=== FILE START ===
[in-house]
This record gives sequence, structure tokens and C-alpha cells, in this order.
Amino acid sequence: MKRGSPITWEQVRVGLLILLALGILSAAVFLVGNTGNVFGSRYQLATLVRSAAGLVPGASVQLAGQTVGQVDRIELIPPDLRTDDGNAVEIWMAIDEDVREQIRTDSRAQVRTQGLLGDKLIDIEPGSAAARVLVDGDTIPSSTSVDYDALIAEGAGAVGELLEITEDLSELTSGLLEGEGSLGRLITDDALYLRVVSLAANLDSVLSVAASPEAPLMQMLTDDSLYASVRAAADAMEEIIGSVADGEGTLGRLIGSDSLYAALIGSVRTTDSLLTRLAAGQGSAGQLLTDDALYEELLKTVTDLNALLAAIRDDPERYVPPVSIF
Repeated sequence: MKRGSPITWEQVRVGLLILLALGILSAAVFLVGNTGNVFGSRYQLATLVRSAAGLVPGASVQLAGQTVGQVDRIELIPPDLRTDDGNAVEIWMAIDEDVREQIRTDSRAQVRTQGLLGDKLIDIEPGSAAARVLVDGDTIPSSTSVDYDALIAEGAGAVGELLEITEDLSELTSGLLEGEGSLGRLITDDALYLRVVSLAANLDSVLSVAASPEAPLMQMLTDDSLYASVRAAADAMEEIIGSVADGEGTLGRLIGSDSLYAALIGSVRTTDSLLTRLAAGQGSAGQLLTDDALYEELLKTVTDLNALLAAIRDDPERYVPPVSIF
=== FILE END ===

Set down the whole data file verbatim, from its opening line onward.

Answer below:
[in-house]
This record gives sequence, structure tokens and C-alpha cells, in this order.
Amino acid sequence: MKRGSPITWEQVRVGLLILLALGILSAAVFLVGNTGNVFGSRYQLATLVRSAAGLVPGASVQLAGQTVGQVDRIELIPPDLRTDDGNAVEIWMAIDEDVREQIRTDSRAQVRTQGLLGDKLIDIEPGSAAARVLVDGDTIPSSTSVDYDALIAEGAGAVGELLEITEDLSELTSGLLEGEGSLGRLITDDALYLRVVSLAANLDSVLSVAASPEAPLMQMLTDDSLYASVRAAADAMEEIIGSVADGEGTLGRLIGSDSLYAALIGSVRTTDSLLTRLAAGQGSAGQLLTDDALYEELLKTVTDLNALLAAIRDDPERYVPPVSIF
Repeated sequence: MKRGSPITWEQVRVGLLILLALGILSAAVFLVGNTGNVFGSRYQLATLVRSAAGLVPGASVQLAGQTVGQVDRIELIPPDLRTDDGNAVEIWMAIDEDVREQIRTDSRAQVRTQGLLGDKLIDIEPGSAAARVLVDGDTIPSSTSVDYDALIAEGAGAVGELLEITEDLSELTSGLLEGEGSLGRLITDDALYLRVVSLAANLDSVLSVAASPEAPLMQMLTDDSLYASVRAAADAMEEIIGSVADGEGTLGRLIGSDSLYAALIGSVRTTDSLLTRLAAGQGSAGQLLTDDALYEELLKTVTDLNALLAAIRDDPERYVPPVSIF